If you are considering confronting your abuser, think about what you hope to gain through the confrontation. If you need to hear “I’m sorry” in order for the confrontation to make a difference, then you might not want to go through with it. Many abusers are unwilling or unable to take responsibility for their actions. Your abuser might tell you that it was all your fault and not show a bit of remorse. If your goal is to hear an apology, then you might be better off doing your confrontation through visualization so you can control the outcome.

Also, if you choose to confront your abuser, be prepared for the fallout. I know several child abuse survivors whose relationships with other family members were affected by the confrontation. Most abusers have family members who live in denial and expect everyone else to do the same. By “bringing up the past,” you are upsetting the apple cart, and they don’t like that. I have comforted friends who lost other family members they cared about after a confrontation. While they know that this speaks volumes about their relationships with these other people, it still hurt.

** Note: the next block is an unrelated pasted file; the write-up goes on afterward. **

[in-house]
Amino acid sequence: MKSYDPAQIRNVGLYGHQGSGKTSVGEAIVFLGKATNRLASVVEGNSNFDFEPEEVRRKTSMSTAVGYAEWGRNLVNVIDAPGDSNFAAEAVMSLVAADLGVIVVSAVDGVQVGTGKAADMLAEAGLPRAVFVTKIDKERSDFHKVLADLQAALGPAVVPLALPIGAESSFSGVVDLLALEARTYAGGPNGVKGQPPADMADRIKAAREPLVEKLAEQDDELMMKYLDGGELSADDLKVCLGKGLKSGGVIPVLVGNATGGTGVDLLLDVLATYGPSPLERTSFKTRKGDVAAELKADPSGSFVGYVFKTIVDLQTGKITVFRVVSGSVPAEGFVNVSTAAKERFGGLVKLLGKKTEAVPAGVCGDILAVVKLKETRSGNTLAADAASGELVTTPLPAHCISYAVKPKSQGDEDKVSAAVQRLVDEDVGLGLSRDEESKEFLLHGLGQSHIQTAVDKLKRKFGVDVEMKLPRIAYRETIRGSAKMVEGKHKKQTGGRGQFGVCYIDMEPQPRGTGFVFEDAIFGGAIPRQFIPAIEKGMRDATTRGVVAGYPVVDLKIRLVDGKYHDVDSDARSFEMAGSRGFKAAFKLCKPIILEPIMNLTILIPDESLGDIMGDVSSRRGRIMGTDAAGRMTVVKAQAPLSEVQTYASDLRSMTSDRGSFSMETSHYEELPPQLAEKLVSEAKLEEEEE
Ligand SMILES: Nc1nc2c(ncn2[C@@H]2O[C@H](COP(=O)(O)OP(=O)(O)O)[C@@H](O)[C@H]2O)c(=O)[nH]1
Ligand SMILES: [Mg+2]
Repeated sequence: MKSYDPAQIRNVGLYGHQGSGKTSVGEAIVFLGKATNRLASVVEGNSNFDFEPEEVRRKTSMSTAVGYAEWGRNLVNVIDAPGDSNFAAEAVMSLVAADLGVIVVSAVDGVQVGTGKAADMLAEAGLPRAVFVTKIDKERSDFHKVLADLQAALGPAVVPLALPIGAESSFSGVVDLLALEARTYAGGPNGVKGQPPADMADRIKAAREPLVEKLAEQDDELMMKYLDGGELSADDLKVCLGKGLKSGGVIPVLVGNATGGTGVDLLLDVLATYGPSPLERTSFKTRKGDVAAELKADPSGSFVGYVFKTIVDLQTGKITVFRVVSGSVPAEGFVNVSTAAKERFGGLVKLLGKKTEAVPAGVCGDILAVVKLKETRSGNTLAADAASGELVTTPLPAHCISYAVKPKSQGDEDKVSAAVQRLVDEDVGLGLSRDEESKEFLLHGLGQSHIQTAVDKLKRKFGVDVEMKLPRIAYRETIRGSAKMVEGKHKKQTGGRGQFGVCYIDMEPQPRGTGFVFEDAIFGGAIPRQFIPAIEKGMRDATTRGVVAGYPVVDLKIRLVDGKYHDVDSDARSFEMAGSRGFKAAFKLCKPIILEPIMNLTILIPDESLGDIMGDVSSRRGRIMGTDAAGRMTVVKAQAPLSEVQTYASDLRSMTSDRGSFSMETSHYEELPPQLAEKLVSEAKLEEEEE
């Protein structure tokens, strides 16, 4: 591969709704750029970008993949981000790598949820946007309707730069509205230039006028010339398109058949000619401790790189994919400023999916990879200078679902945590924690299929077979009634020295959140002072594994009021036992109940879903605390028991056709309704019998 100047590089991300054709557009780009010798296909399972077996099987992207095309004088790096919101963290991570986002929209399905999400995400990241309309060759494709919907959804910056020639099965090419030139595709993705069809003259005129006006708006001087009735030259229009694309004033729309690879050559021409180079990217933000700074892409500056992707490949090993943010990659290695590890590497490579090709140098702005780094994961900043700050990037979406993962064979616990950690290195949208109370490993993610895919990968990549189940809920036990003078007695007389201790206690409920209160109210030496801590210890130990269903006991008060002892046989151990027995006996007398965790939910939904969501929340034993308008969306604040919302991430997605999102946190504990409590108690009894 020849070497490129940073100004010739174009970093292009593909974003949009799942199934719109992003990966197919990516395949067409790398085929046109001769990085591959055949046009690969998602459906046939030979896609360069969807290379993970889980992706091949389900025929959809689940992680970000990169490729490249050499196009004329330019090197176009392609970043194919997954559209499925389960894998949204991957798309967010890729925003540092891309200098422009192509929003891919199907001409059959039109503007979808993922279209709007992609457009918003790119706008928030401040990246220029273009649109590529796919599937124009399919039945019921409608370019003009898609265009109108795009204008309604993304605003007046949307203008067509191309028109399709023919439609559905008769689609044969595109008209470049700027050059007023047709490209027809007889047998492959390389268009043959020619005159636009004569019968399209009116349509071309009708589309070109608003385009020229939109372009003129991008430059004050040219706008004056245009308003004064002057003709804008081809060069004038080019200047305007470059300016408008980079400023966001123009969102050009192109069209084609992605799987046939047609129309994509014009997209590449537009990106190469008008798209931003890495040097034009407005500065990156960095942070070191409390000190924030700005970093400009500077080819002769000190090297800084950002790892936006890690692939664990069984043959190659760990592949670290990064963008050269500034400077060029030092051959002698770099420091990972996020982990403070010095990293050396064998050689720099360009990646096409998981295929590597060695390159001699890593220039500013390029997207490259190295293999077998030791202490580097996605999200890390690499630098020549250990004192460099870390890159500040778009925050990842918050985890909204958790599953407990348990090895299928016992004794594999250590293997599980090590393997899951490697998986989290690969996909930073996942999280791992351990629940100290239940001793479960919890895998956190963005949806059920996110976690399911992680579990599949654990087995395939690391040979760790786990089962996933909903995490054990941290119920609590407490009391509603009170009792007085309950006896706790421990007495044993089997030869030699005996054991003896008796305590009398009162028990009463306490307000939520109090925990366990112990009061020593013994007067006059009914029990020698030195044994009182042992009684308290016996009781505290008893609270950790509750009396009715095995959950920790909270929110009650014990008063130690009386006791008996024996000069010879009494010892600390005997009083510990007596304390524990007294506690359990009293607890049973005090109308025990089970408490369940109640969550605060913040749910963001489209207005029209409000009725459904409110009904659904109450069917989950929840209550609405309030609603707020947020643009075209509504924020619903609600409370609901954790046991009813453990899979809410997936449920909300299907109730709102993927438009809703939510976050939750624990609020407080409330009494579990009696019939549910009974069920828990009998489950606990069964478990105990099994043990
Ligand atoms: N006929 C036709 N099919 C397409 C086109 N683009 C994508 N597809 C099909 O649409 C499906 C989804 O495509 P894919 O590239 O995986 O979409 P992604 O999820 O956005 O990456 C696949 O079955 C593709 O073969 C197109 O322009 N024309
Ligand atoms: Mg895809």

I, personally, chose not to confront my abusers. In the case of my mother/abuser, she is mentally ill. My therapist believes that, if I do confront her, she is likely to have a psychotic episode and have to be hospitalized. I do not want to risk the safety of others just to have the confrontation. Also, I do not feel like I need to have one in order to heal. I already did have a confrontation of sorts, but I have been able to release my feelings through visualization, so I feel no need to do it in real life.

That being said, I have set up very firm boundaries, which sort of act as a confrontation. I told my mother that she may not call or visit me. She may only contact me monthly in written form (either through email or a letter). She tried to force me to tell her why on several occasions. I was not ready for a confrontation, so I told her that if she raised the issue again, then I would not communicate with her for three months. That took care of the problem.

Whether or not to confront your abuser is a very personal decision. Some child abuse survivors feel a very strong need to do this while others do not. There is no “right” or “wrong” answer to whether you should confront your abuser. You need to follow what your intuition tells you about what is the best thing for you to do in your situation.

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Photo credit: Lynda Bernhardt